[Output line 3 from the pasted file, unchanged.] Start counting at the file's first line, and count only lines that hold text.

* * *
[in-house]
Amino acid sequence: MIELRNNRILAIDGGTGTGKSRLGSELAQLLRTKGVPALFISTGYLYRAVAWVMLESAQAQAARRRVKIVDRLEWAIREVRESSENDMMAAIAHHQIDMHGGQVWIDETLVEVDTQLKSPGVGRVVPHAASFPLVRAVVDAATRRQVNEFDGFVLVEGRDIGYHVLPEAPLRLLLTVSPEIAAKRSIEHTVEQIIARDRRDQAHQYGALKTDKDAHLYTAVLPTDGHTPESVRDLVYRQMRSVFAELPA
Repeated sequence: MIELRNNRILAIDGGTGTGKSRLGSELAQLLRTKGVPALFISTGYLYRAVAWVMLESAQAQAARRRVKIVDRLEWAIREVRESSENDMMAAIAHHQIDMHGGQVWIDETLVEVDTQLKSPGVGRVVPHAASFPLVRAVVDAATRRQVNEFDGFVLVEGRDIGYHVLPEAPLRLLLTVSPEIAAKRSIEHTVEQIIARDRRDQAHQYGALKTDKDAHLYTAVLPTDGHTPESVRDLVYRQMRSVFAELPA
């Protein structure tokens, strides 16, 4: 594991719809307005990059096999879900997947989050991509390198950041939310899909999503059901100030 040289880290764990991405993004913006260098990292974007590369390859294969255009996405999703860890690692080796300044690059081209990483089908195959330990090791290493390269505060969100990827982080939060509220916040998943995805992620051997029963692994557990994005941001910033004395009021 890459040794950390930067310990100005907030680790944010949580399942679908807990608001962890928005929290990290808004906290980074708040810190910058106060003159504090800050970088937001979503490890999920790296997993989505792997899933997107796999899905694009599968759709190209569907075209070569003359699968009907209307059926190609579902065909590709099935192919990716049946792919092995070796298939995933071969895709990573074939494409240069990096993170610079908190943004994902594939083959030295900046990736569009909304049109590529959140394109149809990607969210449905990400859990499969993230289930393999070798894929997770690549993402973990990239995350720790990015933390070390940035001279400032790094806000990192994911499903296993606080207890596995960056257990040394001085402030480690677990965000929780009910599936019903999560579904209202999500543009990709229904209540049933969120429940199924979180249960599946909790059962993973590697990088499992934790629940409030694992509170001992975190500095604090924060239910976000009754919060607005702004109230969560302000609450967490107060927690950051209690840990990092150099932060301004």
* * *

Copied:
Repeated sequence: MIELRNNRILAIDGGTGTGKSRLGSELAQLLRTKGVPALFISTGYLYRAVAWVMLESAQAQAARRRVKIVDRLEWAIREVRESSENDMMAAIAHHQIDMHGGQVWIDETLVEVDTQLKSPGVGRVVPHAASFPLVRAVVDAATRRQVNEFDGFVLVEGRDIGYHVLPEAPLRLLLTVSPEIAAKRSIEHTVEQIIARDRRDQAHQYGALKTDKDAHLYTAVLPTDGHTPESVRDLVYRQMRSVFAELPA